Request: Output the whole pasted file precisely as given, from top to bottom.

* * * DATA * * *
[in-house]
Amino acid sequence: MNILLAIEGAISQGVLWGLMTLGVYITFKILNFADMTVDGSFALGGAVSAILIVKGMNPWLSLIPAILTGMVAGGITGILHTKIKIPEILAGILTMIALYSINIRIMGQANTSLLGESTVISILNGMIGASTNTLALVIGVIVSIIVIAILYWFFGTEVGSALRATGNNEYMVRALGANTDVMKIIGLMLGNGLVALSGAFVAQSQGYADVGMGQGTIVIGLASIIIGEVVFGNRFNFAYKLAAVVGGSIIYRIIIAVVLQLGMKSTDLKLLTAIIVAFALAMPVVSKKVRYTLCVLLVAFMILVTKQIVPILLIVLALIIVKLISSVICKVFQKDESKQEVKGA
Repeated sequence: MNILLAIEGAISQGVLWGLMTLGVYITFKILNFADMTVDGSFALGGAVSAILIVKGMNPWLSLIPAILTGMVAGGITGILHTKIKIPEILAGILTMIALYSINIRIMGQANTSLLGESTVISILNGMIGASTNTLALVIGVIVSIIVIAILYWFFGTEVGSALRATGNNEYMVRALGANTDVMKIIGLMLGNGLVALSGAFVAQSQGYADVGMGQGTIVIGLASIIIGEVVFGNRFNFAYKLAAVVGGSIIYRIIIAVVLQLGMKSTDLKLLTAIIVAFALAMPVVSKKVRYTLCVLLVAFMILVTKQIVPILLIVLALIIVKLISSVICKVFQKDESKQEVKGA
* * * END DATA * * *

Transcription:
[in-house]
Amino acid sequence: MNILLAIEGAISQGVLWGLMTLGVYITFKILNFADMTVDGSFALGGAVSAILIVKGMNPWLSLIPAILTGMVAGGITGILHTKIKIPEILAGILTMIALYSINIRIMGQANTSLLGESTVISILNGMIGASTNTLALVIGVIVSIIVIAILYWFFGTEVGSALRATGNNEYMVRALGANTDVMKIIGLMLGNGLVALSGAFVAQSQGYADVGMGQGTIVIGLASIIIGEVVFGNRFNFAYKLAAVVGGSIIYRIIIAVVLQLGMKSTDLKLLTAIIVAFALAMPVVSKKVRYTLCVLLVAFMILVTKQIVPILLIVLALIIVKLISSVICKVFQKDESKQEVKGA
Repeated sequence: MNILLAIEGAISQGVLWGLMTLGVYITFKILNFADMTVDGSFALGGAVSAILIVKGMNPWLSLIPAILTGMVAGGITGILHTKIKIPEILAGILTMIALYSINIRIMGQANTSLLGESTVISILNGMIGASTNTLALVIGVIVSIIVIAILYWFFGTEVGSALRATGNNEYMVRALGANTDVMKIIGLMLGNGLVALSGAFVAQSQGYADVGMGQGTIVIGLASIIIGEVVFGNRFNFAYKLAAVVGGSIIYRIIIAVVLQLGMKSTDLKLLTAIIVAFALAMPVVSKKVRYTLCVLLVAFMILVTKQIVPILLIVLALIIVKLISSVICKVFQKDESKQEVKGA